Leeds International Festival 2019, 2-12 May, various venues around Leeds.
Leeds International Festival is coming soon and the programme is making PHIL KIRBY think.
I was chuffed to find Armley mentioned in the introduction to the programme for Leeds International Festival 2019; “events and activities will be popping up all around the city at important cultural venues in areas such as Hyde Park and Armley,” wrote the Festival Executive.
The important cultural venue in Hyde Park could have been one of several (it’s the Picture House, the one we all know and love.) But Armley? I live in Armley and have to admit I was scratching my head to place where it could be. Mike’s Carpets, maybe? Certainly a cultural landmark, and the most iconic space in LS12. It used to be the second best known building in West Leeds until the gay sauna just around the corner burned down a couple of years ago; said to be the biggest and best attended gay sauna in the country outside London, the building was once the training complex of the British Open medal winning squash team in the ‘70s – anyone remember Jonah Barrington?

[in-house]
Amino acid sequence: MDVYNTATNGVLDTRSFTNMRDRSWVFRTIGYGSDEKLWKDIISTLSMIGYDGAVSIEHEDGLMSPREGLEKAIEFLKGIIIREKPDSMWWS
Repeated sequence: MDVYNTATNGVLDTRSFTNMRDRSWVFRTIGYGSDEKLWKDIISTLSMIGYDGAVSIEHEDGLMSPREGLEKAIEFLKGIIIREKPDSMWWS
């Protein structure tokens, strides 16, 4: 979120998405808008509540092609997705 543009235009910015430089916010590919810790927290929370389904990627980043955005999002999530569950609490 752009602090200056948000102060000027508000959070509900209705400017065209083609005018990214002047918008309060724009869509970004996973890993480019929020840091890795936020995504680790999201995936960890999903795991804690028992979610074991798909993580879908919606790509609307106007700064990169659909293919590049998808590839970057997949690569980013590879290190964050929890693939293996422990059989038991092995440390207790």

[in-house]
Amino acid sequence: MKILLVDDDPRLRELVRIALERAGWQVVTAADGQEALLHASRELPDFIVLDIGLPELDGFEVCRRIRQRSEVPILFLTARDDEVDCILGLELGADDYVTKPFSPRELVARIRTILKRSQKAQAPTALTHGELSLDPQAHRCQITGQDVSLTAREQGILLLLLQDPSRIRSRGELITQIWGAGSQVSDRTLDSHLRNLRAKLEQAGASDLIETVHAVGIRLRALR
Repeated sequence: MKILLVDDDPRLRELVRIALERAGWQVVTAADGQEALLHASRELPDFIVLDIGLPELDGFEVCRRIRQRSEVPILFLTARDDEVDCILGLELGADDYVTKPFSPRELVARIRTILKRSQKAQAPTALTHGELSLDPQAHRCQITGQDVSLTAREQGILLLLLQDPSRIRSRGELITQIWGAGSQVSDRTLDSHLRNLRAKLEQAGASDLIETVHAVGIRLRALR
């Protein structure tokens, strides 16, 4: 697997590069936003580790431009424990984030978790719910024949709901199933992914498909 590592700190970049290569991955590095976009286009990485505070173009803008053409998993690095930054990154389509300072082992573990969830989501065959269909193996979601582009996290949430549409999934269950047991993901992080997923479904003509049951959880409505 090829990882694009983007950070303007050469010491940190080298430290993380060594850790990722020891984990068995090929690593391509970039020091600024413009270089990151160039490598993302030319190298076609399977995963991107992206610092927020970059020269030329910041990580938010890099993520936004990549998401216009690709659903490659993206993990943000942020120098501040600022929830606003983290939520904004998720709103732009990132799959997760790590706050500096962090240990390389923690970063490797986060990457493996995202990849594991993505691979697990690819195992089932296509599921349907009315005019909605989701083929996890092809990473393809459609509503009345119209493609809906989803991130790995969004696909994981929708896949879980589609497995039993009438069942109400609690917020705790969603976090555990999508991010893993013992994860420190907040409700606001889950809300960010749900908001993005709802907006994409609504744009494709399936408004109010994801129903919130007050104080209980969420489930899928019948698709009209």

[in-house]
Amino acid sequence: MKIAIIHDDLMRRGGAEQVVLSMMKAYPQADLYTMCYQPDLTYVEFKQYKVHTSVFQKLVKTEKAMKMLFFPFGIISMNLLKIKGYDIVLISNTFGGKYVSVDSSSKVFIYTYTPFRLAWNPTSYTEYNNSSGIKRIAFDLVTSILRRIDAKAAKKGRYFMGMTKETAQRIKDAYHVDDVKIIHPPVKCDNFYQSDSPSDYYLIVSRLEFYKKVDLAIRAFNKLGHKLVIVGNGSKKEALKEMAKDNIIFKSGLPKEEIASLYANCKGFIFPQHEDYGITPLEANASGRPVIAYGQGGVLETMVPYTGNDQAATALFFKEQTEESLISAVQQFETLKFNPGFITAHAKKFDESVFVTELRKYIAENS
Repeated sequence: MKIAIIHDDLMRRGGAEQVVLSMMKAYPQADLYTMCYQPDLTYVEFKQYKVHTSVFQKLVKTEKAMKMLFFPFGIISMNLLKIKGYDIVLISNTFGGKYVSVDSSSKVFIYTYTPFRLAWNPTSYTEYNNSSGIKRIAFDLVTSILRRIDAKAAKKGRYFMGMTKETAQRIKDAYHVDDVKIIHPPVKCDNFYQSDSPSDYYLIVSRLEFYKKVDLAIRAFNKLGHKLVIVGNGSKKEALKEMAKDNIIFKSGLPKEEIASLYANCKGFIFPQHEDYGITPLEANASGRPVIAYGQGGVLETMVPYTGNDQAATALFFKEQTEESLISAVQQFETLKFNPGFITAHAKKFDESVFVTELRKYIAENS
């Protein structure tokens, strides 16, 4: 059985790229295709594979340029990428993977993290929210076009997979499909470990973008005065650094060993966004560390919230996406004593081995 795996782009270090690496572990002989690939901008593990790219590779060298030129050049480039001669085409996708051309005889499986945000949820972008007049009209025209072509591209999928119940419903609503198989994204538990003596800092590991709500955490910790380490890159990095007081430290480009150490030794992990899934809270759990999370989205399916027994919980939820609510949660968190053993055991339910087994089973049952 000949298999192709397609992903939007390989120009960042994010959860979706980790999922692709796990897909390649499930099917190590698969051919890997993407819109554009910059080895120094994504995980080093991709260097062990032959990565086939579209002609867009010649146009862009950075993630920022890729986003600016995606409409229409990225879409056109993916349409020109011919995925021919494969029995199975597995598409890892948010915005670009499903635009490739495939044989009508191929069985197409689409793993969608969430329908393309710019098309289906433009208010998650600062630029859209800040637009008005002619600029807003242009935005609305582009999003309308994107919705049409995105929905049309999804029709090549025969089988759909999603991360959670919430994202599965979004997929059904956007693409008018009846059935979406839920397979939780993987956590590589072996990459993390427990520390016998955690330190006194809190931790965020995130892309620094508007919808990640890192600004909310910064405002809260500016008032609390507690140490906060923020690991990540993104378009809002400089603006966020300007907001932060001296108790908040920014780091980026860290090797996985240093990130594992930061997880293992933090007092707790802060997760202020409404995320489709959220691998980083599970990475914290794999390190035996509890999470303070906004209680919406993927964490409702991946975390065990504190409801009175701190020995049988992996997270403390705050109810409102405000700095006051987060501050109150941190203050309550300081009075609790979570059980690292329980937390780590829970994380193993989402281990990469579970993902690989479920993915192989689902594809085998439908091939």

Finally I twigged. Interplay, obviously. The “Sensory Theatre” on Armley Ridge Road. If you don’t know what a sensory theatre is have a look at their website and book a place to see Conductor the show they are staging for LIF19. Not your average sit down, be quiet, and watch appreciatively kind of audience experience. Is there even an audience? Definitely an experience. Forget the standing ovation, you’re already up on your feet for this one.
There’s a map at the back of the programme. This might be useful, I thought, as Armley is not your standard, everyday, familiar cultural destination. I looked for Interplay. It certainly appears on the key to the venues, on page 70 – Number 11, Interplay Theatre, Armley Ridge Road, Leeds LS12 3LE – but take a look at the printed map on the page opposite. There’s no red dot locating Interplay… Culture in Armley is still literally not on the map.